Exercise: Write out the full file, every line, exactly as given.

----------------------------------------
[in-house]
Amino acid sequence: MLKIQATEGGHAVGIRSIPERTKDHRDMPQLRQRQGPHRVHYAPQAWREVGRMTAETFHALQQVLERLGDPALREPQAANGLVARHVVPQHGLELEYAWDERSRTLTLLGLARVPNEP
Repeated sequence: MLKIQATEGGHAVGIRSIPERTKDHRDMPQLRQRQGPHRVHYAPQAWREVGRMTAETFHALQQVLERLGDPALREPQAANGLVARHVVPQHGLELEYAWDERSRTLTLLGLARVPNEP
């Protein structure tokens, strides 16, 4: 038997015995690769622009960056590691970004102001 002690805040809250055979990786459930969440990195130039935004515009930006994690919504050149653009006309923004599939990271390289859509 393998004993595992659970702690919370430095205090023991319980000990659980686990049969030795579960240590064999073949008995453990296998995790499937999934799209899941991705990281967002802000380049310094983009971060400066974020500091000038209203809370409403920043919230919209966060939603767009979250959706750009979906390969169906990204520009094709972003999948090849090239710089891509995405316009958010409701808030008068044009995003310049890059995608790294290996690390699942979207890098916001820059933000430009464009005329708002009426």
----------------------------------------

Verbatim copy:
[in-house]
Amino acid sequence: MLKIQATEGGHAVGIRSIPERTKDHRDMPQLRQRQGPHRVHYAPQAWREVGRMTAETFHALQQVLERLGDPALREPQAANGLVARHVVPQHGLELEYAWDERSRTLTLLGLARVPNEP
Repeated sequence: MLKIQATEGGHAVGIRSIPERTKDHRDMPQLRQRQGPHRVHYAPQAWREVGRMTAETFHALQQVLERLGDPALREPQAANGLVARHVVPQHGLELEYAWDERSRTLTLLGLARVPNEP
């Protein structure tokens, strides 16, 4: 038997015995690769622009960056590691970004102001 002690805040809250055979990786459930969440990195130039935004515009930006994690919504050149653009006309923004599939990271390289859509 393998004993595992659970702690919370430095205090023991319980000990659980686990049969030795579960240590064999073949008995453990296998995790499937999934799209899941991705990281967002802000380049310094983009971060400066974020500091000038209203809370409403920043919230919209966060939603767009979250959706750009979906390969169906990204520009094709972003999948090849090239710089891509995405316009958010409701808030008068044009995003310049890059995608790294290996690390699942979207890098916001820059933000430009464009005329708002009426």